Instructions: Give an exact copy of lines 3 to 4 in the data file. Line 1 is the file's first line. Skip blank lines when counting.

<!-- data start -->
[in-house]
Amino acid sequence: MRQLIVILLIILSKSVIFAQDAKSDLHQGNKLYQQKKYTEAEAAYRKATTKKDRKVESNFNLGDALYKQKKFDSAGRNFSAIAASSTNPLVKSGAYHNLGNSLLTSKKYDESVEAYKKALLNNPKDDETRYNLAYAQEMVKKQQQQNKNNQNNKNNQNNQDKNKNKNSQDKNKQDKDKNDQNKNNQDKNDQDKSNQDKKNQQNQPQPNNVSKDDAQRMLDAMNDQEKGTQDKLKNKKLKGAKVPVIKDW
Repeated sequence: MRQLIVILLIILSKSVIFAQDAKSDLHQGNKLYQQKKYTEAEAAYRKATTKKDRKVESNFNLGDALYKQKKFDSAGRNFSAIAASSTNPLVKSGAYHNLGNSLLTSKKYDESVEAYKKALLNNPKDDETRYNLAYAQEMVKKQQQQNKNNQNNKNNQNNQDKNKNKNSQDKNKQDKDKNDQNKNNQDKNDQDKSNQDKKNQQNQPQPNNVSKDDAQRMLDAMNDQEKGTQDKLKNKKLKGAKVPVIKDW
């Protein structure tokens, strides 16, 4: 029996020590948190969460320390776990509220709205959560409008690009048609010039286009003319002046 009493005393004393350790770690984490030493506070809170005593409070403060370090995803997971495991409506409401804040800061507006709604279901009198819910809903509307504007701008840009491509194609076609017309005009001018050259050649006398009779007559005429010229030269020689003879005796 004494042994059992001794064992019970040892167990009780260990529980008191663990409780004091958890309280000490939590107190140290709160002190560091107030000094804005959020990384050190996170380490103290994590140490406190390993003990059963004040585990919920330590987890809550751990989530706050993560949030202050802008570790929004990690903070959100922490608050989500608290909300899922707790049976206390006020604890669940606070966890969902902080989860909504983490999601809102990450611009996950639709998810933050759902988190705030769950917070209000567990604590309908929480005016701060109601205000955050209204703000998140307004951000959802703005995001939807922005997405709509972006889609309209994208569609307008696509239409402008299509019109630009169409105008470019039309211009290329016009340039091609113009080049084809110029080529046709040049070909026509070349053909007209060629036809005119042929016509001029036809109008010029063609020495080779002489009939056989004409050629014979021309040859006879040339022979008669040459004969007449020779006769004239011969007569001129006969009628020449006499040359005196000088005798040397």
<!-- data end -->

Repeated sequence: MRQLIVILLIILSKSVIFAQDAKSDLHQGNKLYQQKKYTEAEAAYRKATTKKDRKVESNFNLGDALYKQKKFDSAGRNFSAIAASSTNPLVKSGAYHNLGNSLLTSKKYDESVEAYKKALLNNPKDDETRYNLAYAQEMVKKQQQQNKNNQNNKNNQNNQDKNKNKNSQDKNKQDKDKNDQNKNNQDKNDQDKSNQDKKNQQNQPQPNNVSKDDAQRMLDAMNDQEKGTQDKLKNKKLKGAKVPVIKDW
């Protein structure tokens, strides 16, 4: 029996020590948190969460320390776990509220709205959560409008690009048609010039286009003319002046 009493005393004393350790770690984490030493506070809170005593409070403060370090995803997971495991409506409401804040800061507006709604279901009198819910809903509307504007701008840009491509194609076609017309005009001018050259050649006398009779007559005429010229030269020689003879005796 004494042994059992001794064992019970040892167990009780260990529980008191663990409780004091958890309280000490939590107190140290709160002190560091107030000094804005959020990384050190996170380490103290994590140490406190390993003990059963004040585990919920330590987890809550751990989530706050993560949030202050802008570790929004990690903070959100922490608050989500608290909300899922707790049976206390006020604890669940606070966890969902902080989860909504983490999601809102990450611009996950639709998810933050759902988190705030769950917070209000567990604590309908929480005016701060109601205000955050209204703000998140307004951000959802703005995001939807922005997405709509972006889609309209994208569609307008696509239409402008299509019109630009169409105008470019039309211009290329016009340039091609113009080049084809110029080529046709040049070909026509070349053909007209060629036809005119042929016509001029036809109008010029063609020495080779002489009939056989004409050629014979021309040859006879040339022979008669040459004969007449020779006769004239011969007569001129006969009628020449006499040359005196000088005798040397």